For years, campaigners have been saying that the Private Finance Initiative, or PFI, has been draining public services via huge repayments of interest and service charges.
The contracts, many of which have been sold on to offshore finance companies, were originally brought in by the Labour Government of Tony Blair but at yesterday's Labour Party Conference in Brighton, Shadow Chancellor, John McDonnell, promised to end the rip-off.
McDonnell insisted that a Labour Government would sign no more PFIs or similar arrangements..."We'll put an end to this scandal and reduce the cost to the taxpayers" he said "How? We have already pledged that there will be no new PFI deals signed by us. But we will go further. I can tell you today, it's what you've been calling for. We'll bring existing PFI contracts back in-house."
Both cash-strapped Salford City Council and Salford Royal NHS Foundation Trust are mired in PFI debt.
Having already paid millions of pounds back to PFI finance vehicles Salford Council still has a total of £835.34million liability in repayments, interest and service charges over the next thirty years, according to its latest accounts. £257million of the total is for interest alone.
This year Salford Council has set aside a total of £34.7million to pay for PFI, including £17.49million in interest.
The Council currently has PFI contracts for schools and the Pendleton Together refurbishment of properties, with interest rates of between 8% and 10%.
The school contracts are for the building and maintenance of three special high schools, seven high schools and one primary school.
The PFI for the first two high schools, begun in 2009 and over 25 years, will see total payments of £229million, including interest and maintenance, when the actual building cost was £55.6million.
In 2011, Salford Council began another 25 year PFI contract to build three more new schools. Government figures show that the capital cost was £69.9million, with the final cost a staggering £274.4million.
Originally both contracts were with a SPV (Special Purpose Vehicle) called S & W TLP (Project Co One and Two), in which companies Hochtief and Lang O'Rourke held an 80% stake, with Salford Council and Amber Infrastructure holding 10% each.
Between four and five years later, however, Hochtief and O'Rourke had sold their stake to HICL Infrastructure, an offshore company based in the tax haven of Guernsey, which has continued to reap huge profits from the contracts.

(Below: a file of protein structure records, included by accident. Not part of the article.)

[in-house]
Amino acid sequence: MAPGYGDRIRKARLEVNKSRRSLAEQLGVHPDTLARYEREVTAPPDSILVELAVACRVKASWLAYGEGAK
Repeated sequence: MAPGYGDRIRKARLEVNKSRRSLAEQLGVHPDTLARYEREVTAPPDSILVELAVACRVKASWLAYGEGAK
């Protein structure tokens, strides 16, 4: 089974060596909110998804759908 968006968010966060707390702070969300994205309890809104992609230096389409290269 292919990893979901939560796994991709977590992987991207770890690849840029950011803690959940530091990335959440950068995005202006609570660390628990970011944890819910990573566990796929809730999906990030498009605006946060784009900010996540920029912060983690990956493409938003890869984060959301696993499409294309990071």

Over the remaining years of both contracts, the Council is committed to making payments of £430million, supported by Government grants of over £276million, but still having to find £153.373million – for schools that cost around £125million to build in the first place.*
The eye watering costs are matched by the Pendleton PFI, for which the £78.7million original capital cost will end up costing over £430million by the time it's finished. This year, the total Pendleton PFI cost to Salford City Council will be £5.971million, a rise of almost £400,000 on last year.**
Meanwhile, Salford Royal NHS Foundation Trust has its own PFI for the new blocks added onto the hospital. By the time the PFI is over, in 2042-43, the total payments for the project are estimated at £705million – from an initial £137million capital cost.
In 2015, accounts show that the Trust was paying £5.37million in interest alone. Stretched over the 34 years of the PFI this would mean that the Trust was paying £170million just in interest – more than the original £137million cost of the new blocks.***
Similar to the schools, the PFI contract for Salford Royal has been sold on. In July 2013 Balfour Beatty sold its 50% holding in the Consort Healthcare SPV to HICL Infrastructure Company Limited for £22million, generating a profit of £11.5million...
HICL Infrastructure Company Limited is registered in the offshore tax haven of Guernsey, and at the time of the sale, Balfour Beatty was getting an annual rate of return of 18.8%, according to the European Services Strategy Unit, which is studying and producing reports on all the country's PFI projects.
Today, the campaign group, The People vs PFI, welcomed John McDonnell's speech...
"It's a scandal that hospitals and schools make cuts to staffing and services, while extortionate repayments they are due to pay on their PFI contracts are ring-fenced, even subsidised by Central Government" said The People vs PFI campaigner Joel Benjamin
The campaign argues that there's two ways to bring PFI contracts back in-house: nationalising the Special Purpose Vehicles, and buyouts.
"Buyouts are hugely expensive and private investors can walk away with their money early to invest in more PPPs" it states "Nationalising the SPVs puts the government, not private companies, in a commanding position, the contracts will automatically become public and various forms of profiteering can be ended.
"Nationalisation would not be hugely costly" it adds "In reality, it is the extortionate cost of present PFI financing arrangements that must be fully scrutinised. UK taxpayers cannot be expected to pay full price when ending PFI contracts: poor building quality and fire safety failings evidenced by Edinburgh Schools, Peterborough Hospital and Chalcots Estate, tax avoidance, interest rate rigging by PFI lending banks and excessive profit extraction must all weigh in the final account."
In the meantime, the scandal of PFI is now on the political agenda...
"….Never again will this waste of taxpayer money be used to subsidise the profits of shareholders, often based in offshore tax havens" said McDonnell "The government could intervene immediately to ensure that companies in tax havens can't own shares in PFI companies, and their profits aren't hidden from HMRC..."
For a full background into the Salford PFI projects see previous Salford Star articles...
*For school PFIs – click here
*For Pendleton PFI – click here
*For Salford Royal Hospital PFI – click here and click here